518 kHz Elliptical 50 Ohm Low-Pass Filter
Many of us who do weak-signal receiving work in the 500 kHz and below world are plagued by intermodulation products from
nearby AM radio stations in the 530-1710 kHz band. The most common spurious responses are simple mixing products, the difference
between two strong AM signals. The filter described in this article has a very steep attenuation curve, with a -6 dB breakpoint
of 518 kHz. It was designed for use in a 50 Ohm system, for reception at 510 kHz and below. The filter is only useful for
protecting the equipment that follows it; if the mixing occurs in a preceding antenna or preamp, the damage can't be undone. Also,
mixing products may be created in nearby poor metallic connections, and filtering won't help.
The author is blessed with a 5kW AM directional station on 580 kHz, about 2 miles away. That results in a 650 mV/m signal at my QTH
in the daytime, and 400 mV/m at night. Other nearby stations are on 830, 1230, 1310 and 1440 kHz. My Icom R75 receivers are
definitely capable of producing spurs from these signals, and this filter has been a big help in reducing them.
There are a number of filter types that could work in this application. Jay Rusgrove, W1VD has a nice tuneable bandpass filter article
on his website: http://www.w1vd.com/500khzpreselector.html. This filter is
for use in the 500 kHz region, and can be scaled to cover the 472 kHz band. My approach was to use a low-pass filter, but I needed
a sharp cutoff at the lower end of the AM band, due to the 580 kHz station. This rules out filters such as Butterworth, Gaussian,
Transitional, and even Chebyschev. The most suitable topology is the Elliptical, and a good-sized one, at that. I used information
and design tables in "Electronic Filter Design Handbook" (3rd Edition) by Arthur B. Williams and Fred J. Taylor. From the curves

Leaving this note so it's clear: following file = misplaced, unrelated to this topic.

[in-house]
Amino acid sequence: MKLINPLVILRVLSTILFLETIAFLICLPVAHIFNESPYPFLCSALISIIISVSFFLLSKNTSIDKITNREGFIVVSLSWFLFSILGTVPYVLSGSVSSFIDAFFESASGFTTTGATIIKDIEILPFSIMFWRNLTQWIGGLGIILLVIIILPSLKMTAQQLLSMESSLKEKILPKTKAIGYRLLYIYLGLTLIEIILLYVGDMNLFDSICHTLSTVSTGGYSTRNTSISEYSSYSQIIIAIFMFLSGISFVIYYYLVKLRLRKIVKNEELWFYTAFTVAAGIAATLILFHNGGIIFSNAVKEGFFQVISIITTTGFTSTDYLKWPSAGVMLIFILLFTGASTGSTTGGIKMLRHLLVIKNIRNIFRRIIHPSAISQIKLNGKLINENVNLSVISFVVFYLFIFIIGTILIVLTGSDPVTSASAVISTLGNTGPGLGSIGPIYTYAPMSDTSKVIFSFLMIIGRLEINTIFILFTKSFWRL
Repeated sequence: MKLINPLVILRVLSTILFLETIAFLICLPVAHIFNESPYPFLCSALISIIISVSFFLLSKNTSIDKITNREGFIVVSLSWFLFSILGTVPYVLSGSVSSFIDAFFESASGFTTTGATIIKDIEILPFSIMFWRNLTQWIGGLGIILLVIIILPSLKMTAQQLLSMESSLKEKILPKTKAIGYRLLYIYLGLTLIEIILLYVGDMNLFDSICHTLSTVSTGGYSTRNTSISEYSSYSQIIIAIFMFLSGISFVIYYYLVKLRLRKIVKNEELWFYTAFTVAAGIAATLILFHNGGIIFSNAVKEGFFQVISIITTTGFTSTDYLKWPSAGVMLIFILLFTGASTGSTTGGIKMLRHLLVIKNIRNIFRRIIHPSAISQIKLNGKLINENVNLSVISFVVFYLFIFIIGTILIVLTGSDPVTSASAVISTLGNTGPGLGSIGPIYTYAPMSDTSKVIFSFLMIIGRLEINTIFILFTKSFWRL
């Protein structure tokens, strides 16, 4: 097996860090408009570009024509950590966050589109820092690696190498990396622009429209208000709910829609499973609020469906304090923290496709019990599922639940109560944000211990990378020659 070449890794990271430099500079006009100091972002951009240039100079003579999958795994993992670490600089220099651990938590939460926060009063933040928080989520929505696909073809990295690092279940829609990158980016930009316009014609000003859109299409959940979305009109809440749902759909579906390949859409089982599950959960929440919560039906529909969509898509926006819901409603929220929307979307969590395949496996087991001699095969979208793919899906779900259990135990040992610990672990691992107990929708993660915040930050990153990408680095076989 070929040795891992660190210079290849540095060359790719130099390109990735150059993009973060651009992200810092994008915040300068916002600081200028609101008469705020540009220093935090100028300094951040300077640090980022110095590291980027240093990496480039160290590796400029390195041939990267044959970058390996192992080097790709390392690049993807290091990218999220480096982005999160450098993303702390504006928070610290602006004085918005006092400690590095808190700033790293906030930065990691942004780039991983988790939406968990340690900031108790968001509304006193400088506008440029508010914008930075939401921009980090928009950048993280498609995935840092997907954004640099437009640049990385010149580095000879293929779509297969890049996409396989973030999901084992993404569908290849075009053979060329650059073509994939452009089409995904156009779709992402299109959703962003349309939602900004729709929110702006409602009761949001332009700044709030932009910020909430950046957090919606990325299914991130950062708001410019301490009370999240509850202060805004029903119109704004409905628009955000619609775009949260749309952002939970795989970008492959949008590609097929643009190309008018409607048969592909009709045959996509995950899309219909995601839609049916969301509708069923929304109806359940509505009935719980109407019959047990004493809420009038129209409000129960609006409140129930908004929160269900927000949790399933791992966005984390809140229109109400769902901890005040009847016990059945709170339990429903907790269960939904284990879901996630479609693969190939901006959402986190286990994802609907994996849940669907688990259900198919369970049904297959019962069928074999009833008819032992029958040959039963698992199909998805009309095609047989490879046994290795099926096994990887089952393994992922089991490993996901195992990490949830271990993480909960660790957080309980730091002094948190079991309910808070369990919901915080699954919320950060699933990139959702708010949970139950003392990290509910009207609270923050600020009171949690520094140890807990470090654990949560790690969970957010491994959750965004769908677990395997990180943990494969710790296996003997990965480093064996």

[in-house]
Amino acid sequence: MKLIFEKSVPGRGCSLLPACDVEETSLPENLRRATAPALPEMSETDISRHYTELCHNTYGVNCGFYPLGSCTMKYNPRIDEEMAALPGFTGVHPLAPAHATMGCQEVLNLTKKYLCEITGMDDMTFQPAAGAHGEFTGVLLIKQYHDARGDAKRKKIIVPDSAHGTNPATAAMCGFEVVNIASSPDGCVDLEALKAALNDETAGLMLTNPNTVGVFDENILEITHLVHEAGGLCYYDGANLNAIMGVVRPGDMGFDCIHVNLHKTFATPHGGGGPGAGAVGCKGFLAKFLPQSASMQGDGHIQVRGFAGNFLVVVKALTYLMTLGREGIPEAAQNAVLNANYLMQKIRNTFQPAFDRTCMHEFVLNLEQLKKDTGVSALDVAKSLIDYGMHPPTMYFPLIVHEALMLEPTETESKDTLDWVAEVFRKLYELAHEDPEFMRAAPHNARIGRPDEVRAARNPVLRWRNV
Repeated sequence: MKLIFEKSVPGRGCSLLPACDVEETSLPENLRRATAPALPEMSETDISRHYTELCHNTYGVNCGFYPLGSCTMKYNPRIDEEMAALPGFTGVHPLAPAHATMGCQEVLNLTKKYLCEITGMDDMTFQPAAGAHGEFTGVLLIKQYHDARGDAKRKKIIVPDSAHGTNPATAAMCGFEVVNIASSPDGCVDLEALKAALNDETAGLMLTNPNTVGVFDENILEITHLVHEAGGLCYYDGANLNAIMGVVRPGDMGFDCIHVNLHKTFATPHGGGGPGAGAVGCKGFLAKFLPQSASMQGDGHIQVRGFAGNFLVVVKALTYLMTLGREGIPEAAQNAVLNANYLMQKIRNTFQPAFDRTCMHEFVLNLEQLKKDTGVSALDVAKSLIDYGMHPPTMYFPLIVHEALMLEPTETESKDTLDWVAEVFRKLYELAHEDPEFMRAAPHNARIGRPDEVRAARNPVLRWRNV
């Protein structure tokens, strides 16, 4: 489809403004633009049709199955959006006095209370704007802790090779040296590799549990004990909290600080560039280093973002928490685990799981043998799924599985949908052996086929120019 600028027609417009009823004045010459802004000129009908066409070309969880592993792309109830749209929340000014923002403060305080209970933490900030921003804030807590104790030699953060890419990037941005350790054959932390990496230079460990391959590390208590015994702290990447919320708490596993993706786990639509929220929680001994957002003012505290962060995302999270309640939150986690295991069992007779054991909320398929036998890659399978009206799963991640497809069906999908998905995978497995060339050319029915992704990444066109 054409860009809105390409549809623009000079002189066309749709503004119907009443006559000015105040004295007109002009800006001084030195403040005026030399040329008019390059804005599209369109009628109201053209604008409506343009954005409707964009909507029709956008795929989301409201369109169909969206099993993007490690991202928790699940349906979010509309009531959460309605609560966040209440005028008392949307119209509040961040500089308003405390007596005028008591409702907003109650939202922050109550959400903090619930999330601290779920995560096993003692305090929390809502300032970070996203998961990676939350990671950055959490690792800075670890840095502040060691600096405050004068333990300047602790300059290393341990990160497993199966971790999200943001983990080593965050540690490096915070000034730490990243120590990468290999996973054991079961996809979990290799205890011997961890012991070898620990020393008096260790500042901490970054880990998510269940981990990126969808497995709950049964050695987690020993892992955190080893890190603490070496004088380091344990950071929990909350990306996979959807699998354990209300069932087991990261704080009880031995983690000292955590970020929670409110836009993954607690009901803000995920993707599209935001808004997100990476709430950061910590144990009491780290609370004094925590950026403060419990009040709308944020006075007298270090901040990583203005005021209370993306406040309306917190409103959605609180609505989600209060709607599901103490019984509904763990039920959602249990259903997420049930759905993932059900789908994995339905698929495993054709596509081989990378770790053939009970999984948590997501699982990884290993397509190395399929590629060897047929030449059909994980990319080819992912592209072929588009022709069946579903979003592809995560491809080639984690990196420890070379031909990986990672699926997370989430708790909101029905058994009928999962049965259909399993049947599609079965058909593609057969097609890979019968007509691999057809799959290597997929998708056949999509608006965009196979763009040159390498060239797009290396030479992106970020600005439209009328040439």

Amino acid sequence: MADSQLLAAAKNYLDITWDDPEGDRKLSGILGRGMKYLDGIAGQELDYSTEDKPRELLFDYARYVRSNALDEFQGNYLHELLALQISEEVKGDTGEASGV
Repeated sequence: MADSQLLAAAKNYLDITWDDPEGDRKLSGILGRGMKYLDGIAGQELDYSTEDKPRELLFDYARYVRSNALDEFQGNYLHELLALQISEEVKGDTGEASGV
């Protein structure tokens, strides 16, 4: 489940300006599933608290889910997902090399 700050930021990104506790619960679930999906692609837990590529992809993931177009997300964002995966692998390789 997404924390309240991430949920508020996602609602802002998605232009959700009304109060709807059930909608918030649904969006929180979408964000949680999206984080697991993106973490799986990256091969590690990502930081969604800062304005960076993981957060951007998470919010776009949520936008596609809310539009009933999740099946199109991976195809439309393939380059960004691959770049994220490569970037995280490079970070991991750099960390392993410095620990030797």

presented in the book, a 9th order response appeared to be necessary to provide the steep attenuation curve. After an initial run, it
seemed possible to place a zero in the response close to 580 kHz, so I went through a number of iterations to choose the proper -6dB point.
I wanted a minimum attenuation of 60 dB in the 580 kHz region, and not too much ripple in the filter passband from DC to 510 kHz or so.
For the 9th order filter, this translated to a passband ripple of 0.18 dB (20%), a breakpoint of 1.1126 times 518.047 kHz, a steepness angle
of 64 degrees, and a minimum attenuation of 63.5 dB. The table on page 11.98 of the book gave the normalized values for all of the elements in
the filter, as well as the parallel resonant frequencies of the four sections.
The table below the schematic gives the theoretical value for each part. For the capacitors, note that I generally had to use two or three
capacitors in parallel to come close to the desired value. I did some measurements to be sure that each part was within 2% of its stated
value. Be assured that some of the choices are very arbitrary, just making use of parts on hand. You would be free to choose parts from
your own collection! Silver mica or polystyrene capacitors are preferred. It's getting tough to find such parts in through-hole
configuration, so if you are buying, be sure to check out the surplus market. The inductors were all wound on Amidon T-68-2 toroid
cores, which yield high-Q coils in this frequency range. I didn't obsess about hitting exact inductance values once I saw how closely
the finished filter matched expectations. Here's the measured response of the filter as built:
The design goals of -6dB at 518 kHz and -67.5dB at 580 kHz were met. Insertion loss was under 2dB from DC to 506 kHz.
Here's a picture of the interior of the finished filter:
The filter is built on a piece of unetched circuit board, with the copper forming the ground plane. The inductors are mounted
with 3/4" foam adhesive pads, which spaces them up a bit from the copper, reducing the stray capacitance. The size of the coils
pretty much determines the dimensions of the filter, though it could certainly be tightened up.
Performance of the filter has been excellent, with virtually all of the mixing products eliminated. The receiver is now
very "deaf" in the broadcast band, even when tuning in the local stations. Of course, care still has to be taken with any
active circuitry placed ahead of the filter. This QTH has been pretty unfriendly to untuned whips, for example, even with the
most "cast-iron" of preamps.
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